17 research outputs found

    The dendritic engram

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    Accumulating evidence from a wide range of studies, including behavioral, cellular, molecular and computational findings, support a key role of dendrites in the encoding and recall of new memories. Dendrites can integrate synaptic inputs in non-linear ways, provide the substrate for local protein synthesis and facilitate the orchestration of signaling pathways that regulate local synaptic plasticity. These capabilities allow them to act as a second layer of computation within the neuron and serve as the fundamental unit of plasticity. As such, dendrites are integral parts of the memory engram, namely the physical representation of memories in the brain and are increasingly studied during learning tasks. Here, we review experimental and computational studies that support a novel, dendritic view of the memory engram that is centered on non-linear dendritic branches as elementary memory units. We highlight the potential implications of dendritic engrams for the learning and memory field and discuss future research directions

    Unraveling the role of active dendrites of Dentate Gyrus Granule cells using a biologically relevant computational model

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    Hippocampus is known to be involved in numerous memory processes, including episodic and spatial memory. The hippocampal Dentate Gyrus (DG) is believed to be responsible for distinguishing between similar mnemonic events, a computation known as pattern separation. Granule cells, the principal neurons of the DG, are thought to perform pattern separation by minimizing the overlap between similar patterns. Granule cells are sparsely connected, fire scarcely due to strong attenuation of propagating synaptic currents, and integrate strong inhibitory signals, generating a "winner-takes-all" mechanism. Moreover, recent findings suggest that the dendrites of GCs are able to support local regenerative events, the so-called dendritic spikes, whose potential functional role remains unclear. In this thesis, we create a biologically constrained, computational model of the Dentate Gyrus network that consists of GCs and various interneurons (Basket cells, HIPP cells, CCK cells) simulated as integrate-and-fire models. We used the model to assess the relative importance of the various characteristics of GC, focusing primarily on how active dendrites may influence pattern separation. Preliminary results predict that active dendrites facilitate pattern separation via decreasing the activity of Granule cells and thus increasing network sparsity. Further investigation is necessary to explain this unexpected finding, via a detailed biophysical model and/or in vitro dendro-somatic recordings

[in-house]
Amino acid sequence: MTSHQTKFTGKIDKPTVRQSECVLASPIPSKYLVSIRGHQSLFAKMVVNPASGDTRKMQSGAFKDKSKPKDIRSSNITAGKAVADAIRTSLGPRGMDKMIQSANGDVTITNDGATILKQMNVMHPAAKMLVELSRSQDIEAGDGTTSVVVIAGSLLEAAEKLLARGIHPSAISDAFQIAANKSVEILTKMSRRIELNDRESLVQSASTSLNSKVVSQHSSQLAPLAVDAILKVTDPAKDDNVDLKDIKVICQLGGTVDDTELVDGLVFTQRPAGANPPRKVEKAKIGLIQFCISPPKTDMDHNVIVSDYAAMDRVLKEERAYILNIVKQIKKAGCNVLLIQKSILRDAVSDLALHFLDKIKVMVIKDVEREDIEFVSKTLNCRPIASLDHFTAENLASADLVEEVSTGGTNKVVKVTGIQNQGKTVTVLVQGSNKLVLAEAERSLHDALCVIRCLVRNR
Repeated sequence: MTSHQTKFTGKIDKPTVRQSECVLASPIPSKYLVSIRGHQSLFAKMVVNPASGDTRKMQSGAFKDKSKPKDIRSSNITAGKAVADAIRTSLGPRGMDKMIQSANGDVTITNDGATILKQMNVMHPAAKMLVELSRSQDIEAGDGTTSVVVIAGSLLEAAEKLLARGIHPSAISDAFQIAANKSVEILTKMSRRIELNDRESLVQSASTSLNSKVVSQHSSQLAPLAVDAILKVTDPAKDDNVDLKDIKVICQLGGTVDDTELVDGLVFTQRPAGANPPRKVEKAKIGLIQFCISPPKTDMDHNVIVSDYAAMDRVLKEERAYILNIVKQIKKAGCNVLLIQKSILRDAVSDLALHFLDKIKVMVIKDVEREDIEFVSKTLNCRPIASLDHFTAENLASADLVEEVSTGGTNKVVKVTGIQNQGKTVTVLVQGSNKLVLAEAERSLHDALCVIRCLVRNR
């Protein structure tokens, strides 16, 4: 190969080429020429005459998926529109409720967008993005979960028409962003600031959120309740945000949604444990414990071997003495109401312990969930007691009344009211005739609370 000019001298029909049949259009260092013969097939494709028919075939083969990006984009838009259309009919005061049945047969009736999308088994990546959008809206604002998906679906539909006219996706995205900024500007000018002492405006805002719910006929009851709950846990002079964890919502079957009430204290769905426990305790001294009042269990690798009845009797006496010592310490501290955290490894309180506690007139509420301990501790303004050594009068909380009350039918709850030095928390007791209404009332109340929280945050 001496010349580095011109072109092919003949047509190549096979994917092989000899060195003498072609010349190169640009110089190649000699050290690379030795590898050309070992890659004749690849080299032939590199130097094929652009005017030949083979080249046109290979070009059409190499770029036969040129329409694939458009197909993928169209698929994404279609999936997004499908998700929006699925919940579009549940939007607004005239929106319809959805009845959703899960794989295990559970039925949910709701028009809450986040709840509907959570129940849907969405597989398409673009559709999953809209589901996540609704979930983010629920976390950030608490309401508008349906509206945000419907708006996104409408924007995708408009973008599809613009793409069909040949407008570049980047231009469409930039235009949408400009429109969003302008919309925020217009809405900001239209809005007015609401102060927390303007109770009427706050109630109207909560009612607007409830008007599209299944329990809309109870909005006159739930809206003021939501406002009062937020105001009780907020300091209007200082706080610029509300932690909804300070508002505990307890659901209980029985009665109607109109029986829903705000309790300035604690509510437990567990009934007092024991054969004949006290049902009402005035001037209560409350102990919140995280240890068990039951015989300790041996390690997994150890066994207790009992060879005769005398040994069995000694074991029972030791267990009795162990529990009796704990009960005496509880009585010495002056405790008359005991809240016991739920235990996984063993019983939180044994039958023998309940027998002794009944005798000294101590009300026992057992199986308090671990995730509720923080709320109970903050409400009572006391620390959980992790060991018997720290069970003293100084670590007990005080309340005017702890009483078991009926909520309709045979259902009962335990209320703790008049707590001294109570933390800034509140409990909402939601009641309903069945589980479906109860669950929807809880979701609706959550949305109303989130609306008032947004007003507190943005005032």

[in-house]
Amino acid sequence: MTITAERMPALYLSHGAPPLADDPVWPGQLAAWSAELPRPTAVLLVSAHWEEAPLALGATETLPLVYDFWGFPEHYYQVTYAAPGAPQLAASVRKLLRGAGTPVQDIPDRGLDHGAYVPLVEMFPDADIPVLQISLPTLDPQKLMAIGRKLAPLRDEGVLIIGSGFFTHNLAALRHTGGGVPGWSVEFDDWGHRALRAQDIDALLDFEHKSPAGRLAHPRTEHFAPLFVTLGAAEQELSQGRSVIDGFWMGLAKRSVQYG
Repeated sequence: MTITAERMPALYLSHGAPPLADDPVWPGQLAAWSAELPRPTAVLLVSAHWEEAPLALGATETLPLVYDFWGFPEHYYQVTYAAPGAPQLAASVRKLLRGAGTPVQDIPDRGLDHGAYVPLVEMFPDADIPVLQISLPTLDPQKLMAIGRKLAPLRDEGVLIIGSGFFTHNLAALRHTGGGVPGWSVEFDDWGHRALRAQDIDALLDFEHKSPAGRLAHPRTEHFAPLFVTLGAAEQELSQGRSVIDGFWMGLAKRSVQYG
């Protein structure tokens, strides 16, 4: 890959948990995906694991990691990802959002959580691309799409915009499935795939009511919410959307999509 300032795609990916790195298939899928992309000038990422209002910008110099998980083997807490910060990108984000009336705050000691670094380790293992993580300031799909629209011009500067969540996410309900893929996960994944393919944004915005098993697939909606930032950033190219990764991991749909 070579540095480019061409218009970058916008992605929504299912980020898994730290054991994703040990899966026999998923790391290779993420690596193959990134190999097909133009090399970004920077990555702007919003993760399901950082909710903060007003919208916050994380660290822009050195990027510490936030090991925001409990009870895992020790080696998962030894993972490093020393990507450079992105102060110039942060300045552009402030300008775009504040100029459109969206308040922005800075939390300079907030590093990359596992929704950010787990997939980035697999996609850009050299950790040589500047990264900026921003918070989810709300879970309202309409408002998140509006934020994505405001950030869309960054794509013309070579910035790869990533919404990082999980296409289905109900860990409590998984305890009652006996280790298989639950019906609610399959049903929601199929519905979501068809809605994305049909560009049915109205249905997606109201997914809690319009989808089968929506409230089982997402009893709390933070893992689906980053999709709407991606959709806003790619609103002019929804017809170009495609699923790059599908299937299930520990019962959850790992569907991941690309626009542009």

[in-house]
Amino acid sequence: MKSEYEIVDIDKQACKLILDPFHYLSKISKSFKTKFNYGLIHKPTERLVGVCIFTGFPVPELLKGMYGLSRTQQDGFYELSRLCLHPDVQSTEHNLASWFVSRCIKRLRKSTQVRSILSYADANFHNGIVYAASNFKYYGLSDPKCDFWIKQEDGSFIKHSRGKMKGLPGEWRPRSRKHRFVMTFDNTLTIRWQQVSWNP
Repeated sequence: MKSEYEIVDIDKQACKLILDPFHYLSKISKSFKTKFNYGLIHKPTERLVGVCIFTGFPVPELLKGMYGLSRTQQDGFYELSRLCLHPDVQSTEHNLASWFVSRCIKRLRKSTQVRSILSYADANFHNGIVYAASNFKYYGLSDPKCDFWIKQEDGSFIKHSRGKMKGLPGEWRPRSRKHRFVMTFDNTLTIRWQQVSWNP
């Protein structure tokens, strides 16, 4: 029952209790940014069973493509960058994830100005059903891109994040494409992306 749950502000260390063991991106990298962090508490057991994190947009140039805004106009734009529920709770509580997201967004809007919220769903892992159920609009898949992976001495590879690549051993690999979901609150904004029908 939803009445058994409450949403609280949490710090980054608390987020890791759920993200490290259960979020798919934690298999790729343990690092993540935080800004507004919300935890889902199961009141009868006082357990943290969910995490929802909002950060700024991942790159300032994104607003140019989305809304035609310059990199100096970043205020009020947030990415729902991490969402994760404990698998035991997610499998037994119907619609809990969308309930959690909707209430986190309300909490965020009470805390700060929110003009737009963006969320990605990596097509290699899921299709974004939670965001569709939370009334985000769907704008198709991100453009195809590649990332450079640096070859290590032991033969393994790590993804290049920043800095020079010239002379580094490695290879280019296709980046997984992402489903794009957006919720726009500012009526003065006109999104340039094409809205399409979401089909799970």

Comparison of the Accuracy of Two Transfer Caps in Positional Transmission of Palatal Temporary Anchorage Devices: An In Vitro Study

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    The aim of this study was to compare the positional information transfer accuracy of palatal temporary anchorage devices (TADs) of two different brands of transfer caps: PSM and Leone. Thirty plaster casts of maxillary dental arches were chosen for master models. A couple of Leone TADs were inserted in each master model. For each master model, two analysis models were created: using two transfer caps, Leone and PSM, the impressions were taken, the analogues were connected on the transfer caps, and the casts were poured. Using digital methods and equipment, such as a 3D scanner, a 3D analysis and a comparison of the accuracy of the two transfer caps in transferring the positional information of the TADs was then made. The data obtained were analyzed using the Mann–Whitney U-test at a significance level of α = 0.05. PSM transfer caps showed higher error frequency in almost all measurements. Only two measurements had a larger error in the analysis models made with Leone transfer caps. The Mann–Whitney U-test found a significant difference between the error levels of TADs found in the analysis models created with PSM transfer caps. Leone transfer caps showed greater reliability in TADs positional information transmission